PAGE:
Thursday, May 2, 2013

Vacuum Tubes, a "Modern Aladdin's Lamp" by AT&T

Some of the early glass tubes used in transmitters were truly works of the glassblower's art.

When I worked at Fermilab, the RF Power Amplifiers used in the Booster and Main Accelerators used water-cooled metal-ceramic tubes made by Eimac.

They were 4CW100000X, indicating they had a Plate Dissipation of 100,000 Watts!

A quick look at the "Eimac" website doesn't show them listed anymore, so I'll have to get a hold of my buddy Dave who still works there and find out what they're using these days.

Anyway....a friend of mine sent me the link to this AT&T video about the Good Old Days.

Enjoy!


14 comments:

  1. I know that this is not what you were trying to get at, but I always thought that there was a sense of beauty in the old vacuum tubes. They simply looked cool. Touching them, replacing them, and working with them had that interesting plug and play aspect that spoke to the tinkerer in all of us.

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  2. I just sold a vacuum tube voltmeter. Fun stuff!

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  3. I've always thought that kids growing up since the advent of solid-state electronic components have missed out on something truly amazing. Thanks.

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  4. Yep, tubes are definitely neat.

    As I was growing up and getting interested in electronics, I learned a lot about tubes. Most Amateur Radio gear was tube based at the time, with solid-state devices coming on to the scene in the late 70's.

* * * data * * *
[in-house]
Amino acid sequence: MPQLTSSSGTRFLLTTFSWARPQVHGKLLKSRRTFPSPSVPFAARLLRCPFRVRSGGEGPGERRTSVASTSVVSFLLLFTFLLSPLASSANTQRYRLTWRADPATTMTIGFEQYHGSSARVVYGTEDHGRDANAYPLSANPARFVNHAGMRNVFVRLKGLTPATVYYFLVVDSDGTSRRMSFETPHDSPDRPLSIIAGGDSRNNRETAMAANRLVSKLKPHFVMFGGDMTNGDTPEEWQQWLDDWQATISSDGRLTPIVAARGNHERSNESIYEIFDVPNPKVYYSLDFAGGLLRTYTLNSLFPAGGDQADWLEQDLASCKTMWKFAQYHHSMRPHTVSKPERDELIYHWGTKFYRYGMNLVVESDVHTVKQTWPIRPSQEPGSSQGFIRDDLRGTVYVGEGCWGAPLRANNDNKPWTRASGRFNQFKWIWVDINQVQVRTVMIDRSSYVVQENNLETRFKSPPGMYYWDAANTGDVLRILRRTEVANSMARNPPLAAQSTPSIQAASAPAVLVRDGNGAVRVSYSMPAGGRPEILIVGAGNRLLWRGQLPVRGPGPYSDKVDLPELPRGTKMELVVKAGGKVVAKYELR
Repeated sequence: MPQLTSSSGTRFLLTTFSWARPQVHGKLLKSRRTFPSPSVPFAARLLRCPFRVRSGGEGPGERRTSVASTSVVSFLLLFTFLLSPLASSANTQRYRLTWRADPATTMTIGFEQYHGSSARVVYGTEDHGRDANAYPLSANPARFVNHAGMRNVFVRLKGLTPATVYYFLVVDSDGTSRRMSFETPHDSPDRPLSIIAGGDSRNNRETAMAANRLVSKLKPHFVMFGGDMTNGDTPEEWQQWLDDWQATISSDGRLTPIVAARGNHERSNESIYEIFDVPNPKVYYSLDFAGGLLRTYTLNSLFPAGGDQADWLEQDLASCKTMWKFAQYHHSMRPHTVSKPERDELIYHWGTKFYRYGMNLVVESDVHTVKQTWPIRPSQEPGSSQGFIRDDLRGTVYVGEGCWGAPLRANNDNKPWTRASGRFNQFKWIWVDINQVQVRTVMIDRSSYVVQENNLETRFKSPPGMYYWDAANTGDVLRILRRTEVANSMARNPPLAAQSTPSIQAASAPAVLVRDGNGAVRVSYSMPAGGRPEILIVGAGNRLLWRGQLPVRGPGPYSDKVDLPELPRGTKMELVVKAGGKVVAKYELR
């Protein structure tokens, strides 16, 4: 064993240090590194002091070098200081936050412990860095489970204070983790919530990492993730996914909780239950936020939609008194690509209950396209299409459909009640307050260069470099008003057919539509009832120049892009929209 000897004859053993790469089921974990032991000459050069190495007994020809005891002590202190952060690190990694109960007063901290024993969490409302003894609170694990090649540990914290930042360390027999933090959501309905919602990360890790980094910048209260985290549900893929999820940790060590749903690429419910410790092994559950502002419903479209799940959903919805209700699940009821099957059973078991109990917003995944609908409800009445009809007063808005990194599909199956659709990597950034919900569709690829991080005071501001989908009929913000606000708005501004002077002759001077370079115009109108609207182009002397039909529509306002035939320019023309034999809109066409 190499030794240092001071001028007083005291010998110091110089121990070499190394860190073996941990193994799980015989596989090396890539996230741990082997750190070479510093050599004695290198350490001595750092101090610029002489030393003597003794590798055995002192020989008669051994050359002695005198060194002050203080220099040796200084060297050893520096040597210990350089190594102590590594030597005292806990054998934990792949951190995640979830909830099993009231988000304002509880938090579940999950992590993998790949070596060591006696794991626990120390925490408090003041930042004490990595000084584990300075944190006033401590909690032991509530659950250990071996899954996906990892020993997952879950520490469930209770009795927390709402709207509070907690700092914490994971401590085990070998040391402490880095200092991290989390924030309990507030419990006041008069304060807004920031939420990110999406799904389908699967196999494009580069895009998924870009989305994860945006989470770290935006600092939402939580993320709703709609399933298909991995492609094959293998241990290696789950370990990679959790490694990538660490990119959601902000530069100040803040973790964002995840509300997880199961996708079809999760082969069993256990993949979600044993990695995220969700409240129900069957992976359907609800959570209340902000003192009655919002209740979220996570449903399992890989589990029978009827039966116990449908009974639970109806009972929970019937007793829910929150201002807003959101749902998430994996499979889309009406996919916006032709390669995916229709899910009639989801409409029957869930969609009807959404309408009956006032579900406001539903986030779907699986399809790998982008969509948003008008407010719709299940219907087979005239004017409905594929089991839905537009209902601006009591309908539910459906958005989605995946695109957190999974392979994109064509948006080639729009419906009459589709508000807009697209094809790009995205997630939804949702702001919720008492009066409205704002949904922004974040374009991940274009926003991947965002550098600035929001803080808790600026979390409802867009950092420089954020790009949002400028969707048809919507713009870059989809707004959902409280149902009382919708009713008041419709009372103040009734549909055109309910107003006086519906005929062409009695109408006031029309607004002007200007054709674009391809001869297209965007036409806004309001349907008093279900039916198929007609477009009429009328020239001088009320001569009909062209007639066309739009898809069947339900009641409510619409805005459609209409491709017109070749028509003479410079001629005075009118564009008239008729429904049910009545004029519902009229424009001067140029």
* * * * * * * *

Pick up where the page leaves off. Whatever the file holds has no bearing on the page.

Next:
Then I learned about solid-state, and when FET's started to get popular I was in a good position to explain the difference between voltage controlled devices (tubes, FET's) and current controlled devices (bipolar transistors). Some people just couldn't understand the fundamental differences between the way they operated, and I saw lots of design errors made.

    Long Live Hollow-State!

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  5. Ha! Hollow-State indeed. I have a Nixie tube clock that freaks people out.

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  6. When I started engineering school they were teaching vacuum tubes. There was one introductory solid state course at the senior level. By the time I graduated the transition was well underway even teaching some integrated circuit courses. Good thing it took me 7 years part time.
    The IBM 7090 was shared with the National Hurricane Center.
    Terry
    Fla.

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  7. Remember when every hardware store had a tube tester where you could see if your tubes were still good?

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  8. And most drug stores had them, too.

    One of my cousins ran "The Best Damn TV Shop in Joliet" (apologies to Smokey Yunick), and he would always tell me stories of people who had pulled their tubes out to be tested, and then not get them back in the correct sockets, or force them in the socket without the pins being properly aligned.

    He said those calls were always good for several tubes if the customer was lucky, and sometimes much more if the wrong tube in the wrong socket took out some other components.

    He loved those tube testers on every corner!

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  9. The old Super Connie had a 13KV Maggie in it, basically one BIG tube!!! Great video, thanks!